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Juan David Restrepo
Biopic traces the life of Lou Gehrig, famous baseball player who played in 2130 consecutive games before falling at age 37 to ALS, a deadly nerve disease which now bears his name. Gehrig is followed from his childhood in New York until his famous 'Luckiest Man' speech at his farewell day in 1939.Written by
Jerry Milani <firstname.lastname@example.org>
Sigma Alpha Upsilon is a fictional fraternity. Lou was a member of Phi Delta Theta. The fraternity presents the Lou Gehrig Memorial Award yearly to the player who best exemplifies the character of Lou Gehrig both on and off the field. See more »
When Walter Brennan gets stopped by two motorcycle cops whilst driving Lou and his wife to the ballpark just after their 1933 marriage, a 1941 Buick business coupe (as a police car) is shown. A subsequent shot on a thoroughfare shows various 1940-41 cars. See more »
Nice Movie About A Great Player and Genuinely-Nice Man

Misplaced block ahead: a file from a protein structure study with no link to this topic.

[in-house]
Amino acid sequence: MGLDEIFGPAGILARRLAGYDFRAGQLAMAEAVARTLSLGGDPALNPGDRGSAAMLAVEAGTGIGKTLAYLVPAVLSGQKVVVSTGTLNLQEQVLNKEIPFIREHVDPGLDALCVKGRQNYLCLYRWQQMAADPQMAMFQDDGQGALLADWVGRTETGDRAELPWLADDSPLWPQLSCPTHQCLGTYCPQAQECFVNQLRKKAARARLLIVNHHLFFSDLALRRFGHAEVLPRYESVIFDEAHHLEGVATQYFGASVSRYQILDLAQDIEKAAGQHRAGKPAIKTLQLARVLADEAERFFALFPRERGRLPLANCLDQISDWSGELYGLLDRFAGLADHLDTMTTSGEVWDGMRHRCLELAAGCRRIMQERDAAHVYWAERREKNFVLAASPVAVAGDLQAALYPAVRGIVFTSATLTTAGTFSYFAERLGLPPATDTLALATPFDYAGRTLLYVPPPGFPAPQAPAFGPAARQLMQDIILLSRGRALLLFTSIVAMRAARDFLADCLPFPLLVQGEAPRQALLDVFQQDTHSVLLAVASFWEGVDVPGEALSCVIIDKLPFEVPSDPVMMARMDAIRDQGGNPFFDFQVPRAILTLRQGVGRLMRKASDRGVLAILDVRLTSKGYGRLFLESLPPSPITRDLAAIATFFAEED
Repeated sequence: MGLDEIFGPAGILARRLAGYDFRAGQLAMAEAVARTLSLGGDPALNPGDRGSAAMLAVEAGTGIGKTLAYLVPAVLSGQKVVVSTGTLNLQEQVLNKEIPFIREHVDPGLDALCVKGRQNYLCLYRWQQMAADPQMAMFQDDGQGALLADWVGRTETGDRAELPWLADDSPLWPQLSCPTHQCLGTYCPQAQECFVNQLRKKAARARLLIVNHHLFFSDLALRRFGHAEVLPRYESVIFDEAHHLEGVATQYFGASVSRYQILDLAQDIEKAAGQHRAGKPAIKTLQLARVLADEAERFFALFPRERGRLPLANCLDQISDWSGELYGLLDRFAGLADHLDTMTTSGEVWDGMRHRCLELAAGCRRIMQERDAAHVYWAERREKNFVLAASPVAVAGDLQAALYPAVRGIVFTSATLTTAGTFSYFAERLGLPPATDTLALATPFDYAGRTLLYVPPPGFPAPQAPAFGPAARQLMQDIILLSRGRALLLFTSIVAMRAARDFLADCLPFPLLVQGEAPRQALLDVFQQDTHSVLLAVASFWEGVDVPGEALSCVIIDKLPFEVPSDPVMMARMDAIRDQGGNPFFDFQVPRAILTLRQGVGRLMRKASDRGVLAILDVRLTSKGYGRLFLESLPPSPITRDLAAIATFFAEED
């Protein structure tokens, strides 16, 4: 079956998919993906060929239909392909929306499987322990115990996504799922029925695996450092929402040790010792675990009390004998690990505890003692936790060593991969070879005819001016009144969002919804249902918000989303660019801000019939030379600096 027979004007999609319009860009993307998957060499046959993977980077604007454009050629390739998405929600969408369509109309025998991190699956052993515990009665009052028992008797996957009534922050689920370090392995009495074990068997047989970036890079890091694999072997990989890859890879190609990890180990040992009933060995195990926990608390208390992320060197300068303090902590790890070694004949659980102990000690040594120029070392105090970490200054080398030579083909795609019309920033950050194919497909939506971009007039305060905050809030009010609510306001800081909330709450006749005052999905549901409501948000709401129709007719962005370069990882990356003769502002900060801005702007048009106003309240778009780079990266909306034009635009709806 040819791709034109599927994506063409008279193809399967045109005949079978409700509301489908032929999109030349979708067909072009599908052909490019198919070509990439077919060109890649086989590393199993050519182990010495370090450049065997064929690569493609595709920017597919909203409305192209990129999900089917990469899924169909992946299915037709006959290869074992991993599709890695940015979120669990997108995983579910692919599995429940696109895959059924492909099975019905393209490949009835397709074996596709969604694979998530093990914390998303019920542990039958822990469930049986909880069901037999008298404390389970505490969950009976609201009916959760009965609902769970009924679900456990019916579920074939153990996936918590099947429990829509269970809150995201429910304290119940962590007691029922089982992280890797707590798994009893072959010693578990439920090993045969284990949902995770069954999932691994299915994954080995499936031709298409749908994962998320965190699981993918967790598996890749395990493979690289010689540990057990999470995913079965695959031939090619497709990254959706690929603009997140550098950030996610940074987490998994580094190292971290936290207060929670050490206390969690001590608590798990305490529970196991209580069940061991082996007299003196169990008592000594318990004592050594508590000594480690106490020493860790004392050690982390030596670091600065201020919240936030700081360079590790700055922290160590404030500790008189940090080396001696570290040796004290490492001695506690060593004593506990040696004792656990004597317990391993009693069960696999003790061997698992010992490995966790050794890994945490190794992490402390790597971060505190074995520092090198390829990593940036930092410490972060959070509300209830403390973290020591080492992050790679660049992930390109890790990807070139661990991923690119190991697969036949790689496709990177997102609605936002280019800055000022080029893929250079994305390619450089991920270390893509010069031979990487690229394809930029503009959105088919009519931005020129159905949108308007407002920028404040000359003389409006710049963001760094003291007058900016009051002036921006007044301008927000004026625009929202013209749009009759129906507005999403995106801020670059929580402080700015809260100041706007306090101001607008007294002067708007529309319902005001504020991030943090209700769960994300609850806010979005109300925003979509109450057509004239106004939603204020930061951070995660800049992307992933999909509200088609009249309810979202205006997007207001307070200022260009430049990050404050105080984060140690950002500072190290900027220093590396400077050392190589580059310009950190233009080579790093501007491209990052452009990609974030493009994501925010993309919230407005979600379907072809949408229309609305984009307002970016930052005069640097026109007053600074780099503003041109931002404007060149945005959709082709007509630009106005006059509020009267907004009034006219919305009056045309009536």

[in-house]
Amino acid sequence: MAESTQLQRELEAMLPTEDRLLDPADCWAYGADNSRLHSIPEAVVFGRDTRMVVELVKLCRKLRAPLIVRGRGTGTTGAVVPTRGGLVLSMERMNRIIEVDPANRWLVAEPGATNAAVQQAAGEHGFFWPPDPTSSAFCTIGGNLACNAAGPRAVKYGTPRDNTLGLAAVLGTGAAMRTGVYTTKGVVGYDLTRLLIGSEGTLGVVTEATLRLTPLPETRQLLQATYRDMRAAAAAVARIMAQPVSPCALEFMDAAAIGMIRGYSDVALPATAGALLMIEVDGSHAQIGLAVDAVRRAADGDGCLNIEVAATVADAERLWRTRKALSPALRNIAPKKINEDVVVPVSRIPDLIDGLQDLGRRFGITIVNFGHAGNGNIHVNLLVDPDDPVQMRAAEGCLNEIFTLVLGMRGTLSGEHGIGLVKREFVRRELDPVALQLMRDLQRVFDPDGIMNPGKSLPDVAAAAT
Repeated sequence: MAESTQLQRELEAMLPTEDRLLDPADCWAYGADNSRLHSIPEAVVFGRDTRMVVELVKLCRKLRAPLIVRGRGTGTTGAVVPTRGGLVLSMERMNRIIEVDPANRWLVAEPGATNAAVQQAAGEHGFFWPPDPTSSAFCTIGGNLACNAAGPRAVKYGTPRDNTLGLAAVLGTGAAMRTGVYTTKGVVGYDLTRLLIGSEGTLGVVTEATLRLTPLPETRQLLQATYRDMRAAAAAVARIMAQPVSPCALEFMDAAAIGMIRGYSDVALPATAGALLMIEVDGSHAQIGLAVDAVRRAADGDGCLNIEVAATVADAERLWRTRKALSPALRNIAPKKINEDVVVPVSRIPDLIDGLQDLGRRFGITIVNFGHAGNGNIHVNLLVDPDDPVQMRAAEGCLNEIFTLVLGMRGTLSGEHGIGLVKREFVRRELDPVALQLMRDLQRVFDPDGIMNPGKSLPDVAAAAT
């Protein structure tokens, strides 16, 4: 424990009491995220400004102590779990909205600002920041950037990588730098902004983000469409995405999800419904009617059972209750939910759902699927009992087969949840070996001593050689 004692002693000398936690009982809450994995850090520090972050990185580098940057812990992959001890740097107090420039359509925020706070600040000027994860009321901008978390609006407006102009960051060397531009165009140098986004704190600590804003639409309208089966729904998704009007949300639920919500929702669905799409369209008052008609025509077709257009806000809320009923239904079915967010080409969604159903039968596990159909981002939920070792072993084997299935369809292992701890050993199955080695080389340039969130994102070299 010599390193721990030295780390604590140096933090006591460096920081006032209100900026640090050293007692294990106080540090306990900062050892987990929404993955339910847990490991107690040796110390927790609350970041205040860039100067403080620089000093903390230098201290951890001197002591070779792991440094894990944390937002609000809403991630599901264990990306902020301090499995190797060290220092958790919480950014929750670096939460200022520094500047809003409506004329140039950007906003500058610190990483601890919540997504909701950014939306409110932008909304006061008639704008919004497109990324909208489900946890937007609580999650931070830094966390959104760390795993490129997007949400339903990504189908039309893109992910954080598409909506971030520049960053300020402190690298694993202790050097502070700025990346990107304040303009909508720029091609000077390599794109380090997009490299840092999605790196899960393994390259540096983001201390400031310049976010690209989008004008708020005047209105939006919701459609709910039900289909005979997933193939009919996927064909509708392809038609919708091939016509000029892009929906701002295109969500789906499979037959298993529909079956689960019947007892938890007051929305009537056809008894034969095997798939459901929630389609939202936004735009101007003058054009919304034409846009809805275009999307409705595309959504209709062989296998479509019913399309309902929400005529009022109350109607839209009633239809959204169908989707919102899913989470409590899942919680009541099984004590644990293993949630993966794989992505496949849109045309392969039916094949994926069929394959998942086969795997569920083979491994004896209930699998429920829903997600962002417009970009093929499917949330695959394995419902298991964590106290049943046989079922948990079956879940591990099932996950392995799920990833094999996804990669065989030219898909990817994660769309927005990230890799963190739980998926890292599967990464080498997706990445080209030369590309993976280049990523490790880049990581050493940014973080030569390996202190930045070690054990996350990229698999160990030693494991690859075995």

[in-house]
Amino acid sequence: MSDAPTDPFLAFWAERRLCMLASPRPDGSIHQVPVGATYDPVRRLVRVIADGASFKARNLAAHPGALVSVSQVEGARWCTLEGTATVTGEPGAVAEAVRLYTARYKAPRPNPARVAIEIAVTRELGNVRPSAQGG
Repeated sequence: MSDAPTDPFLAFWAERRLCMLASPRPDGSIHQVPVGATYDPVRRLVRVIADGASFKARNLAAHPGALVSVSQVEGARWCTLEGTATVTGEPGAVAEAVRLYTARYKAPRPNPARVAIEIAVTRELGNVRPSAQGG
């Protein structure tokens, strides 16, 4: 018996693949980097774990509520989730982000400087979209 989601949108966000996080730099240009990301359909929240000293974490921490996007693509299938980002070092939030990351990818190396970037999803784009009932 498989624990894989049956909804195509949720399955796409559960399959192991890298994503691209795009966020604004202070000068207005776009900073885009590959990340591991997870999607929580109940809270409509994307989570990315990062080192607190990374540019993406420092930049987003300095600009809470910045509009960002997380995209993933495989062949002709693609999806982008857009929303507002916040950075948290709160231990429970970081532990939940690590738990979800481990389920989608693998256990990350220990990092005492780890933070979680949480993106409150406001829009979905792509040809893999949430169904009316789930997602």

A lot of non-baseball fans still liked this movie a lot, and that's probably because it's more about a nice guy than it is about a ballplayer. New York Yankee great Lou Gehrig is the subject. Gehrig was often in the shadow of the great Babe Ruth, but was tremendous player in his own right and a far better human being.
It's tough to find many nicer movies than this one: a totally inoffensive, sentimental and old- fashioned film about a super-nice guy, played by a popular actor: Gary Cooper. Except for one sportswriter, there were no villains or nasty people in this movie.
Teresa Wright plays "Eleanor Twitchell," who becomes Gehrig's wife and Walter Brennan plays sportswriter and friend, "Sam Blake." The real Babe Ruth played himself, which was nice to see.
Even though Gehrig died at a fairly young age of a disease now named after him, overall this was a feel-good movie of the highest sort. This was so nice a story that even the cynical critics dared not criticize it. It leaves you with tears in your eyes at the end.
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